RAP Conference Plenary #1: RAP Overview of Changes

Tuesday, February 20, 2007

Panelists:Ron Parent -Manager, Refugees Program Delivery; CIC NHQ

Robb Stewart - Senior Advisor, CIC NHQ

Elizabeth Gryte - Director, Settlement Programs, Ontario Region

Chris Friesen – Exec. Director, ISS (Immigrant Services Society B.C.)

Fariborz Birjandian – Exec. Director, Calgary Catholic Immigration Society

Opening Remarks: Diane Mikaelsson: Director General of Operation Management & Coordination; CIC Ottawa

Changes at CIC NHQ which came into effect on September 1 2006 will impact on regional offices and SPO. A separation has once again been made between policy and operations. Operations is now back under the purview of the Operation Sector, leaving policy to focus only on the development of necessary policies.

There will be congruence and consistency between policy development and operations as they both will be focusing on client centred service delivery with a commitment to provide consistency in advice and policy interpretation and standardized delivery.

Operating and policy environment has changed dramatically since 1998. The clientele has change dramatically since 2002 to more of a focus on those “ more in need of protection and resettlement”. This has changed the face of what is done in the field and posed significant challenges to the delivery of RAP.

Achievement - 2006

  • Busiest years in RAP history
  • Roll out of the RAP Life Skills Program
  • Revision of Income Support Files
  • Adapting services to the needs of group processing of Karens

This conference is an opportunity for stakeholders and SPO to look at the design of RAP. To consider such elements as; a client centred approach; more strategic use of resettlement; more interdepartmental and international collaboration; group processing and planning for the future; and, increased involvement/integration of the private sponsorship program.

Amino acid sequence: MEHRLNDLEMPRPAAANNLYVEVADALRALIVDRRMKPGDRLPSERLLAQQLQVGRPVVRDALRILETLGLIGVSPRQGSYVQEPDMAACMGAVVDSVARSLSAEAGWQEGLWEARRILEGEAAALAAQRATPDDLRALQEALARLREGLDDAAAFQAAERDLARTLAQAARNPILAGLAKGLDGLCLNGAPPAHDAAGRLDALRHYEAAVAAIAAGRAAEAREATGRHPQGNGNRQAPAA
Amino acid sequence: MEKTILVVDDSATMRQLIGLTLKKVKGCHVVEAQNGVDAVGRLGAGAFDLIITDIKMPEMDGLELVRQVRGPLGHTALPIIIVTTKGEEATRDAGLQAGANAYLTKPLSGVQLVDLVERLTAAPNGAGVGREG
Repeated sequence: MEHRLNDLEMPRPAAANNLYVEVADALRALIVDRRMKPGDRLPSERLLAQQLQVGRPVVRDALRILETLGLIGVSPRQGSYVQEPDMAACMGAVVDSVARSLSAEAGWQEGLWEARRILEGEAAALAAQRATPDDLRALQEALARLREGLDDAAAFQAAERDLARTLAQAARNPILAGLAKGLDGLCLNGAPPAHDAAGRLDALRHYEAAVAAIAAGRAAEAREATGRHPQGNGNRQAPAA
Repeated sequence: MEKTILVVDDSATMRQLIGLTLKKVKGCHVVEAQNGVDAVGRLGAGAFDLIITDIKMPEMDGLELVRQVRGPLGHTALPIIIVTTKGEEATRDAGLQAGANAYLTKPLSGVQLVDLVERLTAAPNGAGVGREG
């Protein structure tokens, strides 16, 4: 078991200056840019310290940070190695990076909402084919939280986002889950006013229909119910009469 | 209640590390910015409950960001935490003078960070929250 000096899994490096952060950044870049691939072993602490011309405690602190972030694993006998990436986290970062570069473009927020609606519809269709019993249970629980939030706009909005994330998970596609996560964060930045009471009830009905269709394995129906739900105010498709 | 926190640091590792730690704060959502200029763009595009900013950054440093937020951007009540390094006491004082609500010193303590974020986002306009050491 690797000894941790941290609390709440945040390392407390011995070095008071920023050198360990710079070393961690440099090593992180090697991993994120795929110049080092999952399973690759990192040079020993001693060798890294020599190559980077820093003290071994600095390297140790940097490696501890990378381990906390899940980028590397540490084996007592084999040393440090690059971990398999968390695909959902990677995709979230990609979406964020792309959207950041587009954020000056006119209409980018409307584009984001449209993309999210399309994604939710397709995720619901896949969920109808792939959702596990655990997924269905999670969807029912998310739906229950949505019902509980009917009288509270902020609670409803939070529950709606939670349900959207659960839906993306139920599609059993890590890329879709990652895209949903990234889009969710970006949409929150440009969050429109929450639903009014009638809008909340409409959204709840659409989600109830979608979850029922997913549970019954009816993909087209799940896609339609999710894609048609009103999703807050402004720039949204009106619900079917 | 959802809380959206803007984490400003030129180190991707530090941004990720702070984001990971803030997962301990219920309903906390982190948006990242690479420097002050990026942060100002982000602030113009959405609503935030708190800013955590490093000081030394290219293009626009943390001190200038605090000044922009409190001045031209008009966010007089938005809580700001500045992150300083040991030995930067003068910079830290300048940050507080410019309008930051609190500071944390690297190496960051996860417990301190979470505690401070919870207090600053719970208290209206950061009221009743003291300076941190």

Ron Parent -Manager, Refugees Program Delivery; CIC NHQ

Changes in RAP Environment(Power Point available on

In 1998, following consultation intended to explore CIC’s withdrawal from direct involvement in government sponsorship of refugee, it was decided that due to the changing needs of Refugees CIC would retain responsibility for income support. At this time refugees were largely eastern European. RAP clients and operating environment has changed significantly since IRPA . IRPA sets out new criteria for refugee selection and focuses more on humanitarian rather than adaptation and resettlement. The program is now supporting more refugees, and refugees from source countries in areas such as Africa, Middle East, Latin America, and South Asia.; People with protracted camp experience. More than 70% of present clients fit the “high needs” criteria, many require basis life skills.

RAP Conference Plenary #1: RAP Overview of Changes (cont’d)

Tuesday, February 20, 2007


Recent evaluations of the RAP program have highlighted need for:

  • more flexible terms and conditions;
  • blended programs;
  • additional funding for income support and program delivery.

In order to respond to the significant needs increased pressure has been placed on:

  • front line workers
  • SPO administration
  • provinces and communities
  • health and education and social services
  • refugees

Chris Friesen – Director, ISS (Immigrant Services Society B.C.)